Moyo Guma then also approached the High Court seeking among others that the public auction scheduled for 8th October 2021 be stayed. He contended that the assets that were to be sold belonged in reality to United Refineries and that as the company had been under judicial management at the time of the attachment, the intended sale in execution was unlawful.

He also sought the Court to declare that the writs of execution against the properties of guarantors and sureties of United Refineries Botswana Holdings Propriety Limited (the company) are unlawful.  Moyo Guma also sought a stay of the execution against the property known as Plot 43556 in Francistown, that is, the land buildings, plant and machinery which make up the property and any all immovable or movable property belonging to the guarantors and sureties of the company pending finalization of the winding up of United Refineries.

But FNB disputed Moyo Guma’s assertions and submitted that the properties in question belonged to TEC (Pty) Ltd and not United Refiners. TEC Pty Ltd which is one of the shareholders in United Refineries is one of the sureties and co-principal debtors of a debt amounting to P24 million owed by United Refineries to FNB.  FNB argued in papers that the properties belonged to TEC because it was TEC which had passed a covering mortgage bond in its favour over the property it now sought to execute.

Moyo Guma submitted that the covering mortgage bond passed in favour of FNB did not tell the full story as the property in question was in truth and fact owned by United Refineries and not TEC Pty Ltd. He maintained that the shares had been had been passed by the company in exchange for the properties in question and that the parties had always been guided by the spirt of the share agreement in dealing with each other despite delays in the change or transfer of ownership of plots 43556 and plot 43557 in Francistown.

Kebonang said it was clear to him that the two plots (43556 and 435570 belonged to United Refineries notwithstanding that TEC (Pty) Ltd had passed a mortgage bond over them in favour of FNB.  “For this reason the properties were immune from attachment or sale in execution so long as the judicial management order was in place,” he said.

The background of the case is that Moyo Guma together with five other investors, namely Elffel Flats (Pty) Ltd; Mmoloki Tibe; TEC (Pty) Ltd; Profidensico (Pty) Ltd and Tiedze Bob Chapi, each bound themselves as sureties and co-principal debtors in respect of a debt owed by a company called United Refineries Botswana Holdings (Proprietary) Limited (the Company), to First National Bank Botswana (FNBB) (1st Respondent).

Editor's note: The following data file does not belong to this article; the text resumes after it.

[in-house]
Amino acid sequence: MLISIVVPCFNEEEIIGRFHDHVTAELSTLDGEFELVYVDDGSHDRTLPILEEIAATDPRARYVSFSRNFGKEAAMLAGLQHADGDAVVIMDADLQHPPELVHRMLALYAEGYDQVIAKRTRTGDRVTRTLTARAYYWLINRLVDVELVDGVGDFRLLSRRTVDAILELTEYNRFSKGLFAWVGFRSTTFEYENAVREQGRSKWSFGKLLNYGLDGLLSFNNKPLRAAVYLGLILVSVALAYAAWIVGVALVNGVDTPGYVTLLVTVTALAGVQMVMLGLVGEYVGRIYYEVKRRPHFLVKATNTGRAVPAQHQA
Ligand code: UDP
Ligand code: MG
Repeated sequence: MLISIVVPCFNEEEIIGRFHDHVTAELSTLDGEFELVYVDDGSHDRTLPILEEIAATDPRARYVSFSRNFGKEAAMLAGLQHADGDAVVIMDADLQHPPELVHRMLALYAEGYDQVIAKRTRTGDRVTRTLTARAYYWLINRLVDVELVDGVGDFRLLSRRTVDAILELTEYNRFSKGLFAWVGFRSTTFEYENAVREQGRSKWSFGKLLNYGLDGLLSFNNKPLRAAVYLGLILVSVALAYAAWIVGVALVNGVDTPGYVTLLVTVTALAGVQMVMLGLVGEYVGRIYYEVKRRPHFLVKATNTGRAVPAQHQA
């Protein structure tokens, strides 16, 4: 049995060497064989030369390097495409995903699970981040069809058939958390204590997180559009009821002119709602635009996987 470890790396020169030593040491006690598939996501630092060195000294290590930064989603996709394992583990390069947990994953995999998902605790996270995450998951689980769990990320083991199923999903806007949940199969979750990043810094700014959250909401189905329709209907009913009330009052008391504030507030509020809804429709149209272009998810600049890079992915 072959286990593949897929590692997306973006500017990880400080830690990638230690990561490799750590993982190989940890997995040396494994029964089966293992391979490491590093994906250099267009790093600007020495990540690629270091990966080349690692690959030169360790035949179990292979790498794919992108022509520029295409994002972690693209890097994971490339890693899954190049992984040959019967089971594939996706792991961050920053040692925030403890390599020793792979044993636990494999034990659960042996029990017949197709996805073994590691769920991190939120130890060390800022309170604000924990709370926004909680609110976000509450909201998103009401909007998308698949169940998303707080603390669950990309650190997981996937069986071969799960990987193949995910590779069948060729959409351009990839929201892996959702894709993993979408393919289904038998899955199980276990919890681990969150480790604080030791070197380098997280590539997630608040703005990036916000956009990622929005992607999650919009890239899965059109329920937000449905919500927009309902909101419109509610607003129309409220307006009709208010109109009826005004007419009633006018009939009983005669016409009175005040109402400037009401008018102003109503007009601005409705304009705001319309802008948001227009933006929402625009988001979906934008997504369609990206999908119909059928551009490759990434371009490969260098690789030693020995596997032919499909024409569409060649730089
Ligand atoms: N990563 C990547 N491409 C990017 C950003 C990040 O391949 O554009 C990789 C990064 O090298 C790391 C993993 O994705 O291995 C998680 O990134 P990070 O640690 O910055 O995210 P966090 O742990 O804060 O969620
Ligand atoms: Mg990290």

FNB had extended banking facilities to the company in the amount of P24 million which was then secured through the suretyship of Moyo Guma and other shareholders.  Court records show that Moyo had on the 11th February obtained a temporary order for the appointment of a provisional judicial manager in respect of United Refineries and it was confirmed by the High Court on 24th September 2019.

In terms of the final court order by the High Court issued by Justice Tshepho Motswagole all judicial proceedings against the company, execution of all writs, summons and process were stayed and could only proceed with leave of Court. Court documents also show that First National Bank had sued the company and the sureties for the recovery of the debt owed to it and through a consent order, the bank withdrew its lawsuit against the company.

But FNB later instituted fresh proceedings against Moyo Guma and did not cite the company in its proceedings.  “There is no explanation in the record as to why the Applicant was now reflected as the 1st Defendant and why the company had suddenly been removed as the 1st Defendant. There was no application either for amendment or substitution by the bank,” said Justice Kebonang.

FNB had also argued that it sought to proceed to execute against Moyo Guma and other sureties on the basis of the suretyship they signed and that by signing the suretyship agreement, Moyo and other sureties had renounced all defence available to them and could therefore be sued without first proceedings against the principal debtor (United Refineries).  The question, Kebonang said, was that can FNB proceed to execute against Moyo Guma and other sureties on the basis of the suretyship contracts they signed?

“The starting point is that the Applicant (Moyo Guma) and others by binding themselves as sureties became liable for debts of the principal debtor and such liability is joint and several. He said the consequences of placing the company under judicial management means that every benefit extended to it should also extend to sureties.

“If the company is afforded more time to pay or its debt is discharged, reduced or compromised or suspended the obligation of sureties is to be likewise treated. It follows in my view that where judicial proceedings are suspended or stayed against the company, then any recourse against the sureties is similarly stayed or suspended,’ said Kebonang.

He added that “In the circumstances of this case, it seems to me that so long as the company is under judicial management, the moratorium that applies to it must also apply to its sureties/guarantors and no execution of the writs should be permitted against them. Any execution would be invalid.”

“Mindful that there is judicial precedent on this point in Botswana, at least none that I am aware of, and given its significance, I consider it prudent that the Court of Appeal must provide a determinative answer to the question whether a creditor can proceed against sureties where a company is under judicial management,” said Kebonang.

Pending the determination of the Court of Appeal, he issued the following order; the execution of writs issued in favour of FNB against Moyo and other sureties/guarantors of United Refinery are hereby stayed pending the determination of the legal question referred to the Court of Appeal.